{Photo credit: Stephen Macharia/MSH.}Santo (right) and his father (left) share how Santo was finally diagnosed and treated for TB after being incorrectly treated for malaria for over two months.Photo credit: Stephen Macharia/MSH.

After South Sudan gained independence from Sudan in 2011, disagreements over oil-sharing between the two nations caused fighting and high economic inflation in certain regions. Desperate for security, over 110,000 Sudanese refugees escaped to South Sudan and now reside in camps in Maban County.

Bounj Hospital: Diagnosing and treating residents and refugees

These refugees, and the county’s 40,000 residents, are served by Bounj Hospital, the only TB diagnostic and treatment center in the district. This hospital is currently treating 75 patients for TB, 56 of whom are refugees.

The USAID-funded TB CARE I South Sudan project is helping to build the hospital staff’s capacity in TB treatment and infection control, despite the challenges the health workers face. Led by Management Sciences of Health in partnership with the National TB Program (NTP), the TB CARE I project team has trained over 200 health workers in TB diagnosis and treatment.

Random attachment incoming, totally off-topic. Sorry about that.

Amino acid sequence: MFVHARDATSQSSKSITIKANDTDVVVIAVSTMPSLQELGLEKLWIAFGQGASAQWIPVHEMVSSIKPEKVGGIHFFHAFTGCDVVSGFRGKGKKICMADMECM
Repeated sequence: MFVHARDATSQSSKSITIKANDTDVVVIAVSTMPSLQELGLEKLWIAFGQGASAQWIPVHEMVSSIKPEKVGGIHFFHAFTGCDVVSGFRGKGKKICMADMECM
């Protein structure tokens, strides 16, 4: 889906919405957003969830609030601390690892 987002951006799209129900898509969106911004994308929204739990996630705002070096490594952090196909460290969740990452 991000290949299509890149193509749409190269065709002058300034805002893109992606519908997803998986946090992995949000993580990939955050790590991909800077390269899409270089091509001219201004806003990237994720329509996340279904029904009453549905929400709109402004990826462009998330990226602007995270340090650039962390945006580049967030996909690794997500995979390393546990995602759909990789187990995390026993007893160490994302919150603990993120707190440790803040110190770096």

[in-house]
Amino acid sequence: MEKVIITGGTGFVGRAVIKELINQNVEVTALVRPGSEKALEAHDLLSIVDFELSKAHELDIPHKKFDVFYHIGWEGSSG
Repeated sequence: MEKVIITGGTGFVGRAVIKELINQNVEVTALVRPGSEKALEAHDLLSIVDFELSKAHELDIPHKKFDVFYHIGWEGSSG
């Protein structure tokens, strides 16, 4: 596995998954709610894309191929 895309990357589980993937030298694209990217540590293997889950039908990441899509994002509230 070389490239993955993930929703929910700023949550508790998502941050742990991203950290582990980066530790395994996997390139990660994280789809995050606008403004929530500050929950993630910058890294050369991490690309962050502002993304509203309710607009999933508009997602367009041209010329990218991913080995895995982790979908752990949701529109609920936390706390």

TB CARE I also teaches the health workers how to educate their patients about TB infection control and provides the trainees with regular supportive supervision and mentorship.

World TB Day celebration in Ghana (2012). {Photo credit: MSH.}Photo credit: MSH.

Sunday, March 24, 2013, is World TB Day, and MSH staff and partners are promoting global efforts to stop TB throughout the week.

Here are highlights from some of our activities around the world:

The Afghanistan TB CARE I team is working with the national TB program (NTP) to conduct celebration events at 290 health facilities and communities in 13 USAID-supported provinces. TB messages will be aired through local telephone companies to approximately one million people throughout the nation. TB CARE I is also identifying and publicly rewarding high-performing health workers.

The Bangladesh SIAPS TB team will participate in a national rally on March 24 with all TB partners and stakeholders within the NTP network, as well as in a press conference, workshop, and scientific session.

Pages

Printer Friendly Version
Subscribe to RSS - South Sudan